Use Cases For Css Calc

Vertical centre

If you know the height of the element, CSS Calc can make it super simple to position an element vertical centre and respect a responsive layout.

By using this simple equation:

calc(50vh – 1/2 the height of element);

50vh is always half the height of the viewport, so we position the element half way down the screen. But this isn’t the absolute centre because we haven’t taken in to account the height of the object. So we need to remove half the height of the object from the distance to get the final result.

100% fluid width next to a fixed element

This is my most common use of calc, often used on layouts with main area and a sidebar, for example. When dealing with a responsive layout and we need one area to fill the space and the other to be a fixed width (which could also be controlled via media queries for extra flare).

Element 1, our fluid container, is simply calculated using the following formula:

calc(100% - width of element2);

So long as you are also using border-box, then adding padding, margins etc will also be taken in to account by the 100% width and automatically adjusted accordingly.

Background positioning from the right side

Chris Coyer has already covered this, but it’s worth mentioning if you haven’t seen it, since it can be useful occasionally.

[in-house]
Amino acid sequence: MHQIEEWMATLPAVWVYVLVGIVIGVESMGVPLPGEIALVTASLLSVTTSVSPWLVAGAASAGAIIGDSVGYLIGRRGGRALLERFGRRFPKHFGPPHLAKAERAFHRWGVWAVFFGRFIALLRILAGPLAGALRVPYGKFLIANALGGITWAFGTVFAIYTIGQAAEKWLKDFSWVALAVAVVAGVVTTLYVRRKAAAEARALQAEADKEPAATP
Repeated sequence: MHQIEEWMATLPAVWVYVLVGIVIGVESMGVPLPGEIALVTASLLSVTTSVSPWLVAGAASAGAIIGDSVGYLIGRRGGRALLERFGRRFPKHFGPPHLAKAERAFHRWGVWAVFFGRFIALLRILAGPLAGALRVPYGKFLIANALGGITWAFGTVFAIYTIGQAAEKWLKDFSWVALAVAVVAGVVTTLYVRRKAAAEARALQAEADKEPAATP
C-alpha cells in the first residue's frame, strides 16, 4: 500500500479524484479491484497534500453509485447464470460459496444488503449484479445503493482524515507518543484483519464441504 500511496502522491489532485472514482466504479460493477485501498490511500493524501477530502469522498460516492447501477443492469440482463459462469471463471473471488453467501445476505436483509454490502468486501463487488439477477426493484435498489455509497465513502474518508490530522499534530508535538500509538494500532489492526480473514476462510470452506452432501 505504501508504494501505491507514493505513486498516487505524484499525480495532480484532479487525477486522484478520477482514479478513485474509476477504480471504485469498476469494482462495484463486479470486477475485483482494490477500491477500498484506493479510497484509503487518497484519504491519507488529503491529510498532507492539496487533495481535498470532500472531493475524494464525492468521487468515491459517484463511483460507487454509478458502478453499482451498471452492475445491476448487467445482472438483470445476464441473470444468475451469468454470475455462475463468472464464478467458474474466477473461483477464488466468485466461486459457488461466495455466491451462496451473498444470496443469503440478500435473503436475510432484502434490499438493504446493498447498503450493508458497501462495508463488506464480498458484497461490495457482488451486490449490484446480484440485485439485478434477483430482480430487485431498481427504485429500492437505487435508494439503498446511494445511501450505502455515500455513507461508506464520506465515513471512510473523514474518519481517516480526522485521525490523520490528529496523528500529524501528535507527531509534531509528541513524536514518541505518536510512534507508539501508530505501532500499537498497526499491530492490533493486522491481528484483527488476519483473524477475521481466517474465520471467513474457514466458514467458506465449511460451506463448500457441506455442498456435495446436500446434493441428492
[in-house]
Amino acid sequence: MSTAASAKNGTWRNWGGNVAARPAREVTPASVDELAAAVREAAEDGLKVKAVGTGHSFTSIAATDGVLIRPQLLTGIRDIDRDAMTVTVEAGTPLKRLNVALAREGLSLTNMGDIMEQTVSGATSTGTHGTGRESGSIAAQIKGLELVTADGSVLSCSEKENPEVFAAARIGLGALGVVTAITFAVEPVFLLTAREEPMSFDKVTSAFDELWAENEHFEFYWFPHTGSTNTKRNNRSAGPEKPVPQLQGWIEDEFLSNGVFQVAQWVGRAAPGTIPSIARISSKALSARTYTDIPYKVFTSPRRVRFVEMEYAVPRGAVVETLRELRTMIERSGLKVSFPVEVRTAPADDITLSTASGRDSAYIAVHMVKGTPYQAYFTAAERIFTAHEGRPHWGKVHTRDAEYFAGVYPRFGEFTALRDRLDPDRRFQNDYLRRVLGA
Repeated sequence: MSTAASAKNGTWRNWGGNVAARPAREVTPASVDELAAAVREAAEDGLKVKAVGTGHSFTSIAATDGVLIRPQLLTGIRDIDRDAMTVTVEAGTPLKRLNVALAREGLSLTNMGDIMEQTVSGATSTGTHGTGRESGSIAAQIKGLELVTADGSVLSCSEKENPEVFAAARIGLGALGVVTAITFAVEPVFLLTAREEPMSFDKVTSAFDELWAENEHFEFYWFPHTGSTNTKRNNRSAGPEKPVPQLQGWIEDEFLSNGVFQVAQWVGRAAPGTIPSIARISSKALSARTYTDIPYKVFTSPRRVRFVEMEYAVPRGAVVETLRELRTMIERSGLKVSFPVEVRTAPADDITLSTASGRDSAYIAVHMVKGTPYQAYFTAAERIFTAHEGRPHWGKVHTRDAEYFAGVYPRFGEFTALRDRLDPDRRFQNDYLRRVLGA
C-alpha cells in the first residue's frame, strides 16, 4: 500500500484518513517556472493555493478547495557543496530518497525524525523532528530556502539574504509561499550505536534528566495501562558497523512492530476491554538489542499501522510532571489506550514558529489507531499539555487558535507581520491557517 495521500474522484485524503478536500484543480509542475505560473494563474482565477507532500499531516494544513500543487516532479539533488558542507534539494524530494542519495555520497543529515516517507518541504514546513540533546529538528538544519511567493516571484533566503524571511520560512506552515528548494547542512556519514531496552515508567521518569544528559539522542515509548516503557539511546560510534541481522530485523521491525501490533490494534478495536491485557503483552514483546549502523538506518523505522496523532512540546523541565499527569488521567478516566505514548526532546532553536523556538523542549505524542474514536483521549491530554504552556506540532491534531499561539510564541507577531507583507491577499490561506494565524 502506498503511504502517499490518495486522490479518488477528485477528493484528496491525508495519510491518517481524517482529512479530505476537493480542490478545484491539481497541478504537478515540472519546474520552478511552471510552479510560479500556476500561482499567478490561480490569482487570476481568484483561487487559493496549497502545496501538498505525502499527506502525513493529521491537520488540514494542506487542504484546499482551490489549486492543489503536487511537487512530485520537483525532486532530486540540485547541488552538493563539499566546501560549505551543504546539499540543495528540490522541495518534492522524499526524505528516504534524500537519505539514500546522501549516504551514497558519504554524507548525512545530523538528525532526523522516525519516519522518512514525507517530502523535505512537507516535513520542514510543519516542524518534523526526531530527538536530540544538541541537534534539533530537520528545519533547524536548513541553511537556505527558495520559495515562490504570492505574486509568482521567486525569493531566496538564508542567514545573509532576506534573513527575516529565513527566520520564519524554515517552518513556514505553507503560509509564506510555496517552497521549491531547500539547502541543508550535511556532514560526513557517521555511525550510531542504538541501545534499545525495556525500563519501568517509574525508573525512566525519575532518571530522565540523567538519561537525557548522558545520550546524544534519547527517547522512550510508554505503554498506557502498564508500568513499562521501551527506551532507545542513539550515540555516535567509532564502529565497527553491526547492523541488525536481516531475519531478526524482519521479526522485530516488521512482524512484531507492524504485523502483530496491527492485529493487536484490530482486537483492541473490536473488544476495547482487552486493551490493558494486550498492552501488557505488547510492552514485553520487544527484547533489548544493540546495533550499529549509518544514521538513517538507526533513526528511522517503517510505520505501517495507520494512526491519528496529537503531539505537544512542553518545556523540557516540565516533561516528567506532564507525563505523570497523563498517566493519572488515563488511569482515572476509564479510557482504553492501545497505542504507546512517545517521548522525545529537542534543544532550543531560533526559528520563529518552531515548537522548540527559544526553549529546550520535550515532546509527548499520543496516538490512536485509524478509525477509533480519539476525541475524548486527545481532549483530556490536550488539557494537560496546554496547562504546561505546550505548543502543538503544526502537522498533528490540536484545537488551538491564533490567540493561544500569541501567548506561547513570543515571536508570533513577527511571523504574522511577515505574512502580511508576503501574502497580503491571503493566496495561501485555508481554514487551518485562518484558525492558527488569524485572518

Sometimes you want a background image to sit near but not absolutely in the bottom right corner of a container. Since background positioning is calculated from the top left corners, other work around or additional containers were needed to add the padding.

Calc can save this simply by doing the following:

calc(100% - padding desired);

So in the example below, we use calc to position the image all the way to the right then remove 50px and all the way to the bottom then remove 20px to emulate the padding.

100% container, equally distribute multiple containers within the box and account for “tweaks”

A quite common design decision is to have multiple containers within a wrapping container. The inner containers will be a percentage width of the outer container, so are equally spaced. Given this scenario, you would usually just assign width:33%; to each container and move along. But sometimes, you want extra flexibility for those containers. For example, if you want each box to have a border, you then have to take this in to account as well.

Calc to the rescue again!

calc(100% / number of boxes – total margin size);

This means that the 3 containers will all be equally spaced within their parent container, and account for additional box modifications such as border.

100% fluid width accounting for negative margins

There are times when you want a child element to be 100% width of its parent container which has a negative margin. This is a pain, because the 100% width will not account for the negative margin and remove it from the calculation, thankfully calc can help:

calc(100% + margin width);

This simply makes the width a bit bigger than 100% to account for the negative value.

Quick and dirty grid system

This is a development only technique and certainly isn’t advisable for a live system, but if you need to put together a quick demo or technical proof of concept for your colleagues, calc can very quickly apply a rudimentary grid system in a few lines:

calc(100% / total columns on a row * columns it should span)

so we can simply do:

.col-1 { width:calc(100% /5*1); }
.col-2 { width:calc(100% /5*2); }
.col-3 { width:calc(100% /5*3); }